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The Arts and Economic Development — New Growth Theory New growth theory argues that, in advanced economies, economic growth stems less from the acquisition of additional capital and more from innovation and new ideas. Moreover, as noted in a briefing paper published by the American Planning Association: Economic development is enhanced by concentrating creativity through both physical density and human capital. By locating firms, artists, and cultural facilities together, a multiplier effect can result.
Creatively acknowledging and marketing community assets can attract a strong workforce and successful firms, as well as help sustain a positive quality of life. Arts and cultural activities can draw crowds from within and around the community. Increasing the number of visitors as well as enhancing resident participation helps build economic and social capital.
Planners can make deliberate connections between the arts and culture sector and other sectors, such as tourism and manufacturing, to improve economic outcomes by capitalizing on local assets. From the Atlantic City Lab Florida, Latest Case Studies. In Chapters 3, 5 and 8 the authors investigate organizational level concerns like employment, revenue and location as an indicative factor of economic growth. Markusen, Nicodemus and Barbour Chapter 3 argue that promotion of local based consumption, coupled with supportive incentives for innovation and export trading by building the capacity of established arts organizations, is productive for economic development.
1. Promote Interaction in Public Space
Schmitz Chapter 5 presents a clever case study that outlines the effects of a cultural tax district as compared to a non-cultural tax district, asking if the revenues are boosted by the localized commitment to arts and culture. Despite that, the findings seemingly fall flat. Schmitz highlights that the public service activities performed by arts organizations, like arts and science education, are more prolific in cultural tax districts In Chapter 4 Maloney and Wassell case study the Adams Arts Program for the Creative Economy in Massachusetts finding that cross sector collaboration promotes a sense of community cohesiveness, however lack of skills and funding hampered efforts to develop sustainable cultural infrastructure.
Chapters 7, 9 and 10 look statistically at environmental factors related to employment, income and expenditure.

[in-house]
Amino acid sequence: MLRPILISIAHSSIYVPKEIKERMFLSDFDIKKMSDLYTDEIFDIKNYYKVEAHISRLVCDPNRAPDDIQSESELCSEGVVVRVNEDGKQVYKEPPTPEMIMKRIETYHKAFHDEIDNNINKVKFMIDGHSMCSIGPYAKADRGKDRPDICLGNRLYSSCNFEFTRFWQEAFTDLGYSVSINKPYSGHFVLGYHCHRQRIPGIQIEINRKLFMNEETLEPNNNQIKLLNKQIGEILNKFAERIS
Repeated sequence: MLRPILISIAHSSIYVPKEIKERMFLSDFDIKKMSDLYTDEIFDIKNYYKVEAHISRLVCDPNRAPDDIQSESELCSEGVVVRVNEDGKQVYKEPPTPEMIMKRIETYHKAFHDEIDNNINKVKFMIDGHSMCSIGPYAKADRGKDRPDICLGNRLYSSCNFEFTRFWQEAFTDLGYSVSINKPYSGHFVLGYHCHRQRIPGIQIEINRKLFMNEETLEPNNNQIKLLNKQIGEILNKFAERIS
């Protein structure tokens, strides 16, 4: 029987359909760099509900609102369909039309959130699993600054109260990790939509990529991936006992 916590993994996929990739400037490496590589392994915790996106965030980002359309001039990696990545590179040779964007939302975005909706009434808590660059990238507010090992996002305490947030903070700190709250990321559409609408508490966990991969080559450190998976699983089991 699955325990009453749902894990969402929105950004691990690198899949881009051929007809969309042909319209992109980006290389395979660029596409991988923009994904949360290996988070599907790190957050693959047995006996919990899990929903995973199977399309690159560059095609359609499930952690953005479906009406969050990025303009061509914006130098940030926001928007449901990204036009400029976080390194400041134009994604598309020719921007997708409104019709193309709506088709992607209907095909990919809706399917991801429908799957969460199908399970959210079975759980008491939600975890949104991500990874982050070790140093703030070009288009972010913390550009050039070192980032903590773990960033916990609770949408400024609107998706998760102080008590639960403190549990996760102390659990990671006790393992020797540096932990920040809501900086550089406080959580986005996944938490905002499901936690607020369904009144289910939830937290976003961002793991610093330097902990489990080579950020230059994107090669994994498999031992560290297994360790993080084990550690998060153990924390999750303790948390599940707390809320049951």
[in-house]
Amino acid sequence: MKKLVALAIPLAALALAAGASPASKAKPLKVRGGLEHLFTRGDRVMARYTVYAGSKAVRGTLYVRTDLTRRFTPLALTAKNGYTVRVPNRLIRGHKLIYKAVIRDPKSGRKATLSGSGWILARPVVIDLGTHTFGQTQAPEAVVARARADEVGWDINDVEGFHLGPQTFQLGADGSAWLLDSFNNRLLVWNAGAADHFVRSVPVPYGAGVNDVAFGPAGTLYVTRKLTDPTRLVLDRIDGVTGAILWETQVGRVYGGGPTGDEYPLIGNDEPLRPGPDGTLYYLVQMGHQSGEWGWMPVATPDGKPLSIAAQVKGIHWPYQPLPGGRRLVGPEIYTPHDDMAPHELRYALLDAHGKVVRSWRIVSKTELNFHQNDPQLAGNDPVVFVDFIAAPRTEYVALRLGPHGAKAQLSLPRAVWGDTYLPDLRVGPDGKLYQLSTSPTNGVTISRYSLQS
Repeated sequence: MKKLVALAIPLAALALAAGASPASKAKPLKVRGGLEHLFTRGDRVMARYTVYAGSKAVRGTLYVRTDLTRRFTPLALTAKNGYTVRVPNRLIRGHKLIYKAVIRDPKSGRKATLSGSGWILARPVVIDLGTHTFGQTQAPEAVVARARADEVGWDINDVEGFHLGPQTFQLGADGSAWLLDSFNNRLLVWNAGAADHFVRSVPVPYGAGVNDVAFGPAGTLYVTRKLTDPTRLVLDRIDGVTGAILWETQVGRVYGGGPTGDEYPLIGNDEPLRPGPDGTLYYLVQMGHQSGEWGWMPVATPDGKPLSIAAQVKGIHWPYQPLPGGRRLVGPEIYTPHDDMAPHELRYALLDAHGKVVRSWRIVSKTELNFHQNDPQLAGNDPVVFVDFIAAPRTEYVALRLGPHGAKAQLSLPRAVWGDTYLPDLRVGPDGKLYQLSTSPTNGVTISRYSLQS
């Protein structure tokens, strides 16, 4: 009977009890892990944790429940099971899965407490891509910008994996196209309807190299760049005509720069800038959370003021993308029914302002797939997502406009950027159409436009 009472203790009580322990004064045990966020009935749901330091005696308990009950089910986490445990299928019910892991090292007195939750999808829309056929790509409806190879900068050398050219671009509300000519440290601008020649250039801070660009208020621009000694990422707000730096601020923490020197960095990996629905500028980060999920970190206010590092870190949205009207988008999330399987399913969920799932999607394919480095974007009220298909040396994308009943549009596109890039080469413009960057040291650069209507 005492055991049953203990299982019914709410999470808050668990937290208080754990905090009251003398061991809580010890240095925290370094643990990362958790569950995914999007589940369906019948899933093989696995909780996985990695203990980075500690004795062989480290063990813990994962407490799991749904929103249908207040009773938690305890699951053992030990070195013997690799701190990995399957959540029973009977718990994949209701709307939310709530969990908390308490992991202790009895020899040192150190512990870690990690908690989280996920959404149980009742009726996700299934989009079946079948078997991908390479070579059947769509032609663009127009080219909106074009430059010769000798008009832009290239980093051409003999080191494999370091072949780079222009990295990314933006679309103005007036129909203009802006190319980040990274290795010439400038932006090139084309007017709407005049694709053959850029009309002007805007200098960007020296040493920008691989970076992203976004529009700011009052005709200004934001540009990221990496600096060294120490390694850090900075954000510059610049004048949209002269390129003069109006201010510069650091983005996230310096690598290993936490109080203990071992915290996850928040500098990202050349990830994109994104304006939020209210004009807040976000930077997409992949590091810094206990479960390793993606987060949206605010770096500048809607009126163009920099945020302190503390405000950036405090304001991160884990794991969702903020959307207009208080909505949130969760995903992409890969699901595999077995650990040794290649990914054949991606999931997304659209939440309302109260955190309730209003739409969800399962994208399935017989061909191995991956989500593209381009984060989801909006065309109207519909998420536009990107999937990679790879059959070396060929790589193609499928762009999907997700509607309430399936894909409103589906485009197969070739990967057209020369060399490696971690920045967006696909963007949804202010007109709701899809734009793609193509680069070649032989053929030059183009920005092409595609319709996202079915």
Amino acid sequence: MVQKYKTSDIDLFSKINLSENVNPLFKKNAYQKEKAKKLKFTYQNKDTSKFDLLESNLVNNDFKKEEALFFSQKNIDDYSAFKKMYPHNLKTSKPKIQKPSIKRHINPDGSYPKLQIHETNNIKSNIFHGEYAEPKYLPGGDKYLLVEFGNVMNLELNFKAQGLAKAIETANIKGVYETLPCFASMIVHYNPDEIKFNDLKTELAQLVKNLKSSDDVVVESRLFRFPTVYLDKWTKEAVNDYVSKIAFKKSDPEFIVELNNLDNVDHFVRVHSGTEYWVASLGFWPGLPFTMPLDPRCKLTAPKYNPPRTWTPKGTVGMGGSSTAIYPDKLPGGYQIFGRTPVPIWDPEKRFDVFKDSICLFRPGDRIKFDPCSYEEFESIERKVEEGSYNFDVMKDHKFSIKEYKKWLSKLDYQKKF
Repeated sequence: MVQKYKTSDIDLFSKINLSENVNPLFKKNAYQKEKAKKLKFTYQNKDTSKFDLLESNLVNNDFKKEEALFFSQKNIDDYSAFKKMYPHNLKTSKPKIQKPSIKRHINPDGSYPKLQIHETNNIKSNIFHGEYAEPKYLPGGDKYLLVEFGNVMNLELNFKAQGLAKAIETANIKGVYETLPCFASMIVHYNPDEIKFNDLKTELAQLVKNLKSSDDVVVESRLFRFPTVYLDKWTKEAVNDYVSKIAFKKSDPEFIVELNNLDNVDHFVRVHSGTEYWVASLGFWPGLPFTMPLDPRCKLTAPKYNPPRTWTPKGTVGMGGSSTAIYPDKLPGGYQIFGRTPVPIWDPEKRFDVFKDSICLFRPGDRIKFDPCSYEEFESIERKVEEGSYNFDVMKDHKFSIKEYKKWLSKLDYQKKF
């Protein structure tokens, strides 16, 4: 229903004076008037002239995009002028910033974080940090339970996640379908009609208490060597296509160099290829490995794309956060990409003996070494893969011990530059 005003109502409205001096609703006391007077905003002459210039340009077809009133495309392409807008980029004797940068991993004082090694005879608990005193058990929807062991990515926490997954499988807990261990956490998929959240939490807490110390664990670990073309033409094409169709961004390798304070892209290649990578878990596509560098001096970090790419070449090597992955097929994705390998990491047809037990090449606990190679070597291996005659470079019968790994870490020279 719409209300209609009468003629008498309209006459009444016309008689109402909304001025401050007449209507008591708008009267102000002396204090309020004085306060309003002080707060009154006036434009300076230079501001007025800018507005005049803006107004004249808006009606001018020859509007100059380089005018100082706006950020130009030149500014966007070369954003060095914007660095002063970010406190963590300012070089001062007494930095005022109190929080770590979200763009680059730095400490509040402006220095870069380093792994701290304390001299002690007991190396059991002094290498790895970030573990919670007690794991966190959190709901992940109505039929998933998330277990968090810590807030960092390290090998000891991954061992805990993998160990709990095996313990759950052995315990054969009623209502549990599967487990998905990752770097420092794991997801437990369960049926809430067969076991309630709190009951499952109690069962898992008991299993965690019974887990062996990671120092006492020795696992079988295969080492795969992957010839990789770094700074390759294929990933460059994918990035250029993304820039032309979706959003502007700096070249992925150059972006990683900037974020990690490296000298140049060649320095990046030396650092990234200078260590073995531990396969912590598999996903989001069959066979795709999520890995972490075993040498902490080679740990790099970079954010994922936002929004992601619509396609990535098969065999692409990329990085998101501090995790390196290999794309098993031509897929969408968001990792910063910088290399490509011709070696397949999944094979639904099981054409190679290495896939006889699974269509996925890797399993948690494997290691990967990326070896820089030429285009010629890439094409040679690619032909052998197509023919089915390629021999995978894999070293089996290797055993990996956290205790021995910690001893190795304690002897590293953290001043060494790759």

All authors evenhandedly present their findings, however it is in the methodological construction of the studies, as well as the assessment of the policy imperatives these studies furnish arts advocates and policy makers with, where the book truly shines a light. Each study does work on anecdotal or casual intuitions that the arts sector have been touting for decades, for example: that the arts are a precursor of economic growth; that support for small-medium not for profit arts organizations is essential to a healthy arts and cultural sector; that arts collaborations promote community cohesiveness; and that more public funding for the arts promotes more private funding.
Each author discusses the many limitations and assumptions that underpin the data sets they use. Having the methodological and intellectual rigor to construct research investigations to build sound arguments is increasingly vital to a sector that is progressively managerial and business like.
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The introduction of entrepreneurship literature detailed in this book Chapters 6 and 8 in particular shows that the discourse of cultural economics is inexplicably linked to the discourses of business, brands and management. I found it interesting that Kushner explicitly states that it is the managerial and leadership activities, not the environmental factors, which affect nascent arts ventures Despite this ambition of providing evidence for change, the books most telling contribution is the reinforcement of hegemonic discourses of arts as a tool for economic development.
Platforming the growing generation of scholarly minds investigating the impact of arts on the economic development of cities, this book edited by Dr Michael Rushton Indiana University demonstrates the role of empirical research has to play in crafting sophisticated arguments to bolster the positioning of the creative industries.
Future studies that lift the lid on the classic assumptions inherent in the economic impact measurement discourses by critically engaging investigations into the power relations inherent in this emerging discipline and how it asserts domination would be very timely. Bibliography Florida, Richard. New York: Basic Books, Florida, Richard. The Rise of the Creative Class Revisited.
NATIONAL ARTS ADMINISTRATION AND POLICY PUBLICATIONS DATABASE (NAAPPD)
Paul M. Library of Economics and Liberty. Who Benefits? Who Decides?
The Art of Community Building and Economic Development through Art | NEFA
Warsh, David. New York: W. Related Papers. By Hristina Mikic.
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